makeuseof.com: I have now made a switch - I am a full time Ubuntu user and I love every minute of it. What Windows software is there to miss that I used a lot?

Open Source VC Funding Hits All-Time High

Filed under
OSS

internetnews.com: It's a good time to be an open source startup looking for financing. According to 451 Group analyst Matthew Aslett, open source vendors were able to raise a record $203.75 million in the first quarter of 2008.

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Today in Techrights

OSS Leftovers

  • 20 Most Promising Open Source Solution Providers - 2017
    Open source has become an imperative part of every developer’s arsenal. The potential to gather assistance from the community and the capacity to link into a range of systems and solutions make open source incredibly powerful. As open source software becomes ubiquitous, and used by the vast majority of enterprises throughout the world, 2017 is all set for vendors of application delivery controller (ADC) to start providing improved and tighter integration packages for various open source projects, especially surrounding ADC-generated telemetry. Companies have been extensively using their analytics and machine learning capabilities for quite some time to identify actionable patterns from the collected data. With the rising demand for business intelligence, this year is foreseen to be the year of information superiority with businesses, leveraging data as a key differentiator. In the past couple of years, containers have been emerging as an imminent trend. As the business focus starkly shifts on rightsizing of resources, containers are expected to become a common phenomenon, giving businesses the ability to leverage highly portable assets and make the move into micro services much simpler. Adjacently, automation has become essential now. Mostly intensified by DevOps adoption, the automation of software delivery and infrastructure changes have freed developers to spend more time creating and less time worrying about infrastructure.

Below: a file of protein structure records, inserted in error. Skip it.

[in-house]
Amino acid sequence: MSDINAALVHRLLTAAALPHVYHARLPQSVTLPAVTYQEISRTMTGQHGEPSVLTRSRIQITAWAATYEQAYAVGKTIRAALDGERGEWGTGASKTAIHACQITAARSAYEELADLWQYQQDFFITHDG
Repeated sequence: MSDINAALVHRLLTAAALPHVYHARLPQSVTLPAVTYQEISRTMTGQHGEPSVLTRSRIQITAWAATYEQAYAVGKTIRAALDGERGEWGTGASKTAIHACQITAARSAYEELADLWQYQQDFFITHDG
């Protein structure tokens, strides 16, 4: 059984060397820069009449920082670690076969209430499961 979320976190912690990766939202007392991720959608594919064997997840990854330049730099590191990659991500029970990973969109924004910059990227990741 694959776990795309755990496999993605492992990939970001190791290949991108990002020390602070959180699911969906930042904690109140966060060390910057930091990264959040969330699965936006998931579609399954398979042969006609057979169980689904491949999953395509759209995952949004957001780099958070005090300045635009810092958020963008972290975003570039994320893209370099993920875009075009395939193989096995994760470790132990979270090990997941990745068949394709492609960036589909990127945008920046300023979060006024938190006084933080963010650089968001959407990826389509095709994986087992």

• DevOps pros and open source: Culturally connected
    Like chocolate and peanut butter, DevOps and open source are two great tastes that taste great together. For many DevOps pros, it's the perfect cultural and technical match.
  • Interoperability: A Case For Open Source - GC@PCI Commentary
    He continues: “An open source model allows companies to see the assumptions behind the calculation and lowers the cost of entry into the cat modeling business. More importantly, the standardized and interoperable hazard, vulnerability and financial modules included in a true open source model facilitate the collaboration of data from insurers, reinsurers, entrepreneurs, scientists, computer programmers and individuals, all of which may result in a new generation of cat models.”